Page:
Slippery, steep terrain could hinder make Korean jet investigation
Aug. 07, 1997
AGANA, Guam (AP) _ Thick underbrush, rocky terrain and bodies charred beyond immediate identification all posed obstacles Wednesday to teams investigating the Korean Air crash.
The Boeing 747 from Seoul, South Korea, hit the ground Wednesday in a deep ravine three miles from the airport on this U.S.-governed Pacific island.
The flight data recorder and cockpit voice recorder were recovered and shipped Wednesday for analysis at the National Transportation Safety Board in Washington.
On-scene investigators from the NTSB and the Los Angeles County coroner's office, who began arriving Thursday, were forced to struggle through the sharp saw grass. The terrain was so slippery that it took government and military rescuers four hours to get survivors to a hospital only a mile away.
The tail of the Korean Air aircraft, brightly marked with the airline's blue and red logo, was one of the few recognizable pieces of the airplane. Smaller pieces were strewn across the high grass and rocks, which glistened, wet from the rain that was pouring down at the time of the crash.
Guam Gov. Carl Gutierrez lives near the crash site and was among the first on the scene.
``The only way we could get to the place was to listen to the cries,'' he said. The Navy later cleared a crude road to the site.
Korean Air officials took relatives of the victims in four buses to an overlook about a half-mile from the crash site, where some of them took pictures through the trees while other wept.
One woman collapsed and was taken back to the bus. A man angry at not being taken closer to the crash site screamed at Korean Air officials.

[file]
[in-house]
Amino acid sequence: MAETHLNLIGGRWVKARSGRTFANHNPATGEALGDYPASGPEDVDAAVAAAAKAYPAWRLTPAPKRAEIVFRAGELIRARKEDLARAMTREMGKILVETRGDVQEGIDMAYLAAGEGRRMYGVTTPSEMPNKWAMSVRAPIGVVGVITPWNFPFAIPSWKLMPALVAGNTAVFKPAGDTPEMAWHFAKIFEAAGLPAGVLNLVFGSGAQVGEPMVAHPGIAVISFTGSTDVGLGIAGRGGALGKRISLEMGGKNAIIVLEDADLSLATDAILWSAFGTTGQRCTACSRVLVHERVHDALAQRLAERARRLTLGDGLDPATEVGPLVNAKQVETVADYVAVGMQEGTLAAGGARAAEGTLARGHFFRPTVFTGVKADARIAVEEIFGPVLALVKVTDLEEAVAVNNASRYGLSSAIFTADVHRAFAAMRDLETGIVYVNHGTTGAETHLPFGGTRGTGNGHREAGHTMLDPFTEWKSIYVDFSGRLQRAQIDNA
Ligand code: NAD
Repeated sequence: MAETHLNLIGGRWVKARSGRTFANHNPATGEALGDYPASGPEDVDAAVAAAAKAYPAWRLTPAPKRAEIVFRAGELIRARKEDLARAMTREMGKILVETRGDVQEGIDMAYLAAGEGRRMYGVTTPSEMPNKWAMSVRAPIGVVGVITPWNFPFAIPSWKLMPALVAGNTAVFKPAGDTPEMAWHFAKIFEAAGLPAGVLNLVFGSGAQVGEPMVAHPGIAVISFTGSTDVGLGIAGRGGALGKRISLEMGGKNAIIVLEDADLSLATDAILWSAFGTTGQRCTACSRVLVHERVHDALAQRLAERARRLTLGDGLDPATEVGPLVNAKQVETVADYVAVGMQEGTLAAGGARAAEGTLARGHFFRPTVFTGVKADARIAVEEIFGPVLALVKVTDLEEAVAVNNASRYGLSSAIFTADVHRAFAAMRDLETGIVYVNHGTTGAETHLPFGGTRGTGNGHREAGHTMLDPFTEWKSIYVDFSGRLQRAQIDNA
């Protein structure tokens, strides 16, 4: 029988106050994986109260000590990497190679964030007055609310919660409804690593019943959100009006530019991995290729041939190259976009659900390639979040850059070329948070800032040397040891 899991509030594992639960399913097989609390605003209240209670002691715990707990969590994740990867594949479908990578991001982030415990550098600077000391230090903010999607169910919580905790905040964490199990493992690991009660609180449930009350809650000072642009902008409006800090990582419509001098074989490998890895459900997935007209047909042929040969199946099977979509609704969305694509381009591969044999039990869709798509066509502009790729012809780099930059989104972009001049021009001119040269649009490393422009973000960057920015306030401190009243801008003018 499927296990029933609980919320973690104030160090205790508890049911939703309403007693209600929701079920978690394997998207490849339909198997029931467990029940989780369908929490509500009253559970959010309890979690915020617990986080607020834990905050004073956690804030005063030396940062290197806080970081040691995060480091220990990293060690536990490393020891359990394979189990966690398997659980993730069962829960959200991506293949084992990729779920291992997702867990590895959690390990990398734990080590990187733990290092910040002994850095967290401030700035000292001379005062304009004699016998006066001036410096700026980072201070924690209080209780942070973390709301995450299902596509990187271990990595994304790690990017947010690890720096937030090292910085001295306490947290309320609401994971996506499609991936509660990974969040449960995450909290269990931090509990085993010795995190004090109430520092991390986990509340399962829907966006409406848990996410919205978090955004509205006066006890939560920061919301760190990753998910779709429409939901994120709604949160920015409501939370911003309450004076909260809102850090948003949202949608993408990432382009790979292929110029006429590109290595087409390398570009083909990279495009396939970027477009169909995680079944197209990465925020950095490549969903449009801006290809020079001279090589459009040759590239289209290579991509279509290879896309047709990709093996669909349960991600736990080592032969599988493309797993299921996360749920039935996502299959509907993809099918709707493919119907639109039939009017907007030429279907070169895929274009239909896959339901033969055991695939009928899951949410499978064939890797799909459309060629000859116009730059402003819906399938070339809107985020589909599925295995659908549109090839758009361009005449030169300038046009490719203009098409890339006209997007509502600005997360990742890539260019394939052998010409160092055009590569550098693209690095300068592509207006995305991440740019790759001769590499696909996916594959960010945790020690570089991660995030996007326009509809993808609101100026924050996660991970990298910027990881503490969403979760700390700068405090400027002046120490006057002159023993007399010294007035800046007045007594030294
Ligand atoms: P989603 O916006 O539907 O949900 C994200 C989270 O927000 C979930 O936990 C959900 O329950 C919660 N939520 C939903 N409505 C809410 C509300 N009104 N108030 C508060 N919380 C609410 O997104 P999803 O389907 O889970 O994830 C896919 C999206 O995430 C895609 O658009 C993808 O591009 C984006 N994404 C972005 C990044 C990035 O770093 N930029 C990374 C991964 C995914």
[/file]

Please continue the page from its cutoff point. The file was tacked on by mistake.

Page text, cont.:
Sixty-nine bodies had been recovered from the smoldering wreckage by the time rescuers broke for the night on Wednesday. There are 29 known survivors among the 254 people on the plane.
One mystery surrounds reports of an explosion as the plane crashed.
``In my opinion it was aircraft tires that in the fire would expand and burst,'' said U.S. Navy Adm. Martin Janczak. ``I would not read anything else into that.''
The plane slammed into the ground on a hill short of the airport. Investigators will seek clues to why it did not follow a safe descent.
The airport's glide slope, which provides an electronic slanted highway to the runway, was not operating at the time.
Investigators will also ask if the crew was familiar with the airport. Korean Airlines usually uses an Airbus on the Seoul-Guam route, but switches to the larger 747 for the busier summer season.
In Seoul, airline officials insisted that the crew aboard 801 was familiar with Guam airport.
Investigators will also consider the fact that Guam is staffed by controllers hired by a private firm under contract instead of Federal Aviation Administration controllers.